PEBBLE BEACH, Calif. – How tough will Pebble Beach play this week? It’s difficult to tell.
Pebble Beach has been the site of U.S. Open scoring records, but it doesn’t take much – namely, wind – for it to turn against the players.
Gil Morgan reached 12 under par in the third round of ’92 U.S. Open, and Tiger Woods won 10 years ago at a dozen under par. Morgan was the first player to reach double-digits under par in an Open, while Woods still holds the record for low 72-hole score in relation to par.
But if you look deeper, you see that Pebble Beach presents a stern test.
Morgan ended 72 holes at 5 over, eight shots behind winner Tom Kite. The final round was so windy that Kite hit 6-iron on the 107-yard seventh hole; only five players broke or matched par for the day, and 20 others failed to break 80.
Three over par was good enough for second place in ’00.
Phil Mickelson said he was “concerned” with the conditions at this year’s U.S. Open.
“In both those Opens (’92 and ’00) we had rain the first couple of days,” Mickelson said. “And so it was very scorable the first two rounds in ’92. And then the course got away and guys were shooting in the mid-to high-80s.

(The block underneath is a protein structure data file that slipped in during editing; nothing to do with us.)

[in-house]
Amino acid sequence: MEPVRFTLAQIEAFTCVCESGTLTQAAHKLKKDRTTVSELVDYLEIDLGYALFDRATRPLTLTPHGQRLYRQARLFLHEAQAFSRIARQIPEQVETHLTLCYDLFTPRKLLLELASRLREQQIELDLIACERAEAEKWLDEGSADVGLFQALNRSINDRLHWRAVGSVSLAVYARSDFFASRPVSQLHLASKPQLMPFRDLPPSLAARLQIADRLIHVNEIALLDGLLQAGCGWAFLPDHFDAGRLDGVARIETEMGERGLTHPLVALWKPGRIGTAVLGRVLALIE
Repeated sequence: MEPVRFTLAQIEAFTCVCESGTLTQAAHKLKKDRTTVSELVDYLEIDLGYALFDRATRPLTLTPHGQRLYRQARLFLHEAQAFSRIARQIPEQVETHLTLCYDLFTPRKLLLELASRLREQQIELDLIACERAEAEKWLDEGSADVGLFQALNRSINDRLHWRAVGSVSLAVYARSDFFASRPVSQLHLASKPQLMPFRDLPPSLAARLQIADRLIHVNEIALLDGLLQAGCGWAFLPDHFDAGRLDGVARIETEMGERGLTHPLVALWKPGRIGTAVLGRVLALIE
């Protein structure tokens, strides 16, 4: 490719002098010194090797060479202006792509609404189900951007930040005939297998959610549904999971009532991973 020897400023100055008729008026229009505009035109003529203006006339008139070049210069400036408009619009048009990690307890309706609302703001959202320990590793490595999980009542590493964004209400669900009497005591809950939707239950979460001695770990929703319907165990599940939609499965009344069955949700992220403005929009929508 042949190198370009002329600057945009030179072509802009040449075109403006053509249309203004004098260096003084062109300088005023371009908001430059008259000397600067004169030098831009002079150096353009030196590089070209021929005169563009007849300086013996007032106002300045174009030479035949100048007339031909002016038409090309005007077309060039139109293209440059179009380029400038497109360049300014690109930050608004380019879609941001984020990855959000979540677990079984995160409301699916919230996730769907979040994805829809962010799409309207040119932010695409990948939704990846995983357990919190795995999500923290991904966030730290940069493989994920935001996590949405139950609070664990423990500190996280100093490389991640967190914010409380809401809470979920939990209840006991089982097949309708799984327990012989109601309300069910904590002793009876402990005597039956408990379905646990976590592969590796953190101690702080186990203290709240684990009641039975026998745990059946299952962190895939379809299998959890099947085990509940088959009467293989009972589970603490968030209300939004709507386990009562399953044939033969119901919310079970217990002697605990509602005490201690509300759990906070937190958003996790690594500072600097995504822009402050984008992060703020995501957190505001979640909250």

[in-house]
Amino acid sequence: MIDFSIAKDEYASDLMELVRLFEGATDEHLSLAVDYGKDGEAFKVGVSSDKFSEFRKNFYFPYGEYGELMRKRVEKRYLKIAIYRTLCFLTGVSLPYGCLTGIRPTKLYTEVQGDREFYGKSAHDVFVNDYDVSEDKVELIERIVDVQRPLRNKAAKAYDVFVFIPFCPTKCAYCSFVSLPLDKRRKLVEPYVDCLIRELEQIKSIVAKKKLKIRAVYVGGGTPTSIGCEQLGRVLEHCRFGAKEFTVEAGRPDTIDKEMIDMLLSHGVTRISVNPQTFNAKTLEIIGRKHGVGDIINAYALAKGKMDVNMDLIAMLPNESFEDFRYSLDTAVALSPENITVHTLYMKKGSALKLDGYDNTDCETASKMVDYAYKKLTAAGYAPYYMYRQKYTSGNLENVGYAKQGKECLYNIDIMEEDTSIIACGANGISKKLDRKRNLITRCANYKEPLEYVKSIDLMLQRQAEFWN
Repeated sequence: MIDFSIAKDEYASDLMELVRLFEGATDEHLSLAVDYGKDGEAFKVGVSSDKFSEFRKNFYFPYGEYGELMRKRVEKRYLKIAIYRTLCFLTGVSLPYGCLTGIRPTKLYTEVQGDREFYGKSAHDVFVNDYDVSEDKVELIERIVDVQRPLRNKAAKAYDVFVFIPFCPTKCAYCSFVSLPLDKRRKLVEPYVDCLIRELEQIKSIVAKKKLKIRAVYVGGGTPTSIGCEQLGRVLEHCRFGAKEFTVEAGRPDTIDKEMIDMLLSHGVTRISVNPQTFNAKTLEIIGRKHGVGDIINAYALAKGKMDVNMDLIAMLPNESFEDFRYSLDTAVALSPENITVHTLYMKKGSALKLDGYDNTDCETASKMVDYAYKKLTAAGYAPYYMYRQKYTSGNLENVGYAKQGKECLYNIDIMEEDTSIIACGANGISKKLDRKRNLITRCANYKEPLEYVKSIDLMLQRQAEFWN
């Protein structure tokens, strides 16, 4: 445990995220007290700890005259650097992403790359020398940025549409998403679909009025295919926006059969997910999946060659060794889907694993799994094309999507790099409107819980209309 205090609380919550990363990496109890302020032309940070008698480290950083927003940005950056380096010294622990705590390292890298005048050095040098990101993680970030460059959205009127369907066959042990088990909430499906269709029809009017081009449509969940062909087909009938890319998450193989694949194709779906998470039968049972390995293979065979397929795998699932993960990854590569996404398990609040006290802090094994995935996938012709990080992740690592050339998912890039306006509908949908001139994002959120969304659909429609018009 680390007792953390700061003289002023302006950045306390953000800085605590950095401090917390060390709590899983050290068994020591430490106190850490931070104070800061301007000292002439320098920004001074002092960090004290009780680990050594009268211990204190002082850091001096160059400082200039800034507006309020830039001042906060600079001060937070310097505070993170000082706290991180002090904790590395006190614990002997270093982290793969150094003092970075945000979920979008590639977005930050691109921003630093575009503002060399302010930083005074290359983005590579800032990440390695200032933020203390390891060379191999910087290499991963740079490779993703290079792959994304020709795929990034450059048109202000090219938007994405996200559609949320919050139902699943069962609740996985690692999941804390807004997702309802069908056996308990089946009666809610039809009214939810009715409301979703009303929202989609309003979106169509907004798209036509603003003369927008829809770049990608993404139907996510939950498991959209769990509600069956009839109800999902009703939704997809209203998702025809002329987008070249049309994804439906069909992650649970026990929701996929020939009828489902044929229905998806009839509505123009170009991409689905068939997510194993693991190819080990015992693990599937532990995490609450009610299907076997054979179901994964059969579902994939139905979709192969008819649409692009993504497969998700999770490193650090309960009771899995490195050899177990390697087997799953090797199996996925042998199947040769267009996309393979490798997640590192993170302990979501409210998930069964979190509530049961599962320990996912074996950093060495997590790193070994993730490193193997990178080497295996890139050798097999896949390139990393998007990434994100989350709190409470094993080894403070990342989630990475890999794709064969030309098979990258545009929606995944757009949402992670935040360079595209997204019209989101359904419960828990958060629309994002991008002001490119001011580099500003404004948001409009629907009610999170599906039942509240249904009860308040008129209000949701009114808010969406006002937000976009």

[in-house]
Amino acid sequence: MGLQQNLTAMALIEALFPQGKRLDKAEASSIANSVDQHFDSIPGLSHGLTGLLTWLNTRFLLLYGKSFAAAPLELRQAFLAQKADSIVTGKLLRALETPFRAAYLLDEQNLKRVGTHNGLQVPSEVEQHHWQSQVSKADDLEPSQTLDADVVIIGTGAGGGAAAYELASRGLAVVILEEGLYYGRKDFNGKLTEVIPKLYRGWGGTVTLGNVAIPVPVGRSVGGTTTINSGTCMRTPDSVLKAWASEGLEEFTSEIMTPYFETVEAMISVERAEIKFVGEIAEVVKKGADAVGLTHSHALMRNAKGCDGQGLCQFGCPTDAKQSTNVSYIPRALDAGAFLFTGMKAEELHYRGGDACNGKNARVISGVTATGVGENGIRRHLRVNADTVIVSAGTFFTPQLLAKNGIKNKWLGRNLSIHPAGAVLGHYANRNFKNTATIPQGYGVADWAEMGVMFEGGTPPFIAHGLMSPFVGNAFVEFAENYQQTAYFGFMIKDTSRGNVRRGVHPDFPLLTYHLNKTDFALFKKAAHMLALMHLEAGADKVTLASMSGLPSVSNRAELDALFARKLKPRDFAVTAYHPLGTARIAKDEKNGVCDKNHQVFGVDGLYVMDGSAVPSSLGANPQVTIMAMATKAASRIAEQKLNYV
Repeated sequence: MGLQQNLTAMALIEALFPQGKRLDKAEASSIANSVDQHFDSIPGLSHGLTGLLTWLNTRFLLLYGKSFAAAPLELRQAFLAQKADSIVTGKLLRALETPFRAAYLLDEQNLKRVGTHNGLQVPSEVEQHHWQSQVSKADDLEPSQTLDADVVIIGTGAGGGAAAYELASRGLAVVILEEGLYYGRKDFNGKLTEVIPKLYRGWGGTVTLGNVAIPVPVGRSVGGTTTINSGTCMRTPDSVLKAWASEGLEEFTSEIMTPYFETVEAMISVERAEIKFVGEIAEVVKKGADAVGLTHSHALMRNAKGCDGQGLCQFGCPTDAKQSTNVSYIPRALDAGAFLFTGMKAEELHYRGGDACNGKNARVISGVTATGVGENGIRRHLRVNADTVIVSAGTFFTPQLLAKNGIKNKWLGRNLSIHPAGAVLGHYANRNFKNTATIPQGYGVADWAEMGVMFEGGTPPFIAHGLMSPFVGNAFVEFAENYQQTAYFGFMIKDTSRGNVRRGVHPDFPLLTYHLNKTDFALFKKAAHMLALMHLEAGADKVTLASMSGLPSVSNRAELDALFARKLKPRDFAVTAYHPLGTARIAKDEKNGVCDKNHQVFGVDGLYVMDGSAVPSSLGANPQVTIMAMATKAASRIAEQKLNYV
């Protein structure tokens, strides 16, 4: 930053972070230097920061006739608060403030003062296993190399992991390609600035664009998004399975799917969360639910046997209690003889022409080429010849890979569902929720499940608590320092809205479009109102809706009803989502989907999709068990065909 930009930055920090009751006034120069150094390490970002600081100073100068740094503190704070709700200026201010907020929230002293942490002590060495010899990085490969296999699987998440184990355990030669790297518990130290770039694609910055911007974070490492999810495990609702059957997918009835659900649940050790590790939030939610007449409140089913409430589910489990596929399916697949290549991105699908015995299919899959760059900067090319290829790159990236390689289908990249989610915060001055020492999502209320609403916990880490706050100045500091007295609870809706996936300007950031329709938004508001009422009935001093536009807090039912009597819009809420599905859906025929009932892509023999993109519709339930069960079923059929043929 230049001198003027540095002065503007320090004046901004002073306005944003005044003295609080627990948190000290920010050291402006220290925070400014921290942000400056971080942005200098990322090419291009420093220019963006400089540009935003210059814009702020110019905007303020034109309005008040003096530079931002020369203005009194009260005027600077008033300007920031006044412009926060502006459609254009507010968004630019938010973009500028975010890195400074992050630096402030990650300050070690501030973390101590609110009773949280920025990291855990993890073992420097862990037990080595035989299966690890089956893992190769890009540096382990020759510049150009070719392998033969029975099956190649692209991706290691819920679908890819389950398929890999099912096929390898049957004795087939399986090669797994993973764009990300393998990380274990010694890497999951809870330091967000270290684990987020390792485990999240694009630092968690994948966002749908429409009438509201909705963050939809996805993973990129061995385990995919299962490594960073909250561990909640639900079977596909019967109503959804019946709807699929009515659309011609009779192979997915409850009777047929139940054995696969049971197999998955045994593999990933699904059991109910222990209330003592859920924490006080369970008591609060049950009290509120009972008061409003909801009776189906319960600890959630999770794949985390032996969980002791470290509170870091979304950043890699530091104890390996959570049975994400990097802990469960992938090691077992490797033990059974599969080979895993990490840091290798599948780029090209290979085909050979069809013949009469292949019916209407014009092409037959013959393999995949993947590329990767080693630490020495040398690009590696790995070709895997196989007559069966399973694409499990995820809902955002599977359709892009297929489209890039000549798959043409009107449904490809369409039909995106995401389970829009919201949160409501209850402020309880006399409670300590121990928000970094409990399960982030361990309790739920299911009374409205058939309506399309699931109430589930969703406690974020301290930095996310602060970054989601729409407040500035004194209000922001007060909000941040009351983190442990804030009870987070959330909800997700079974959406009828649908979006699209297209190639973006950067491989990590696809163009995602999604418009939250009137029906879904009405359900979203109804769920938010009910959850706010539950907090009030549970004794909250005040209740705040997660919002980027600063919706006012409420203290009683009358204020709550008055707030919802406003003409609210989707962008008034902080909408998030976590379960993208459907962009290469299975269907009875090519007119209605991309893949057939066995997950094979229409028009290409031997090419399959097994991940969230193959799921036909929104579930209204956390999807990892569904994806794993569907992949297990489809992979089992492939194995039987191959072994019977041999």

“It’s not supposed to rain this week, and that’s why I’m concerned.”
Pebble Beach’s small, undulating greens are hard enough to hit in normal conditions. They become near-impossible targets when you throw in a stiff breeze and firm conditions.
Even though it’s only Tuesday, Pebble Beach is already playing firm and fast, said Ernie Els, runner-up here in 2000.
“The fairways are running a bit more this year than they did in 2000,” Els said. “And I must say the greens are very firm. … There’s a huge difference from the morning to the afternoon, when the poa annua really dries up. When you hit the brown patches, the ball really doesn’t stop on the green.
“So it could get a little bit tricky.”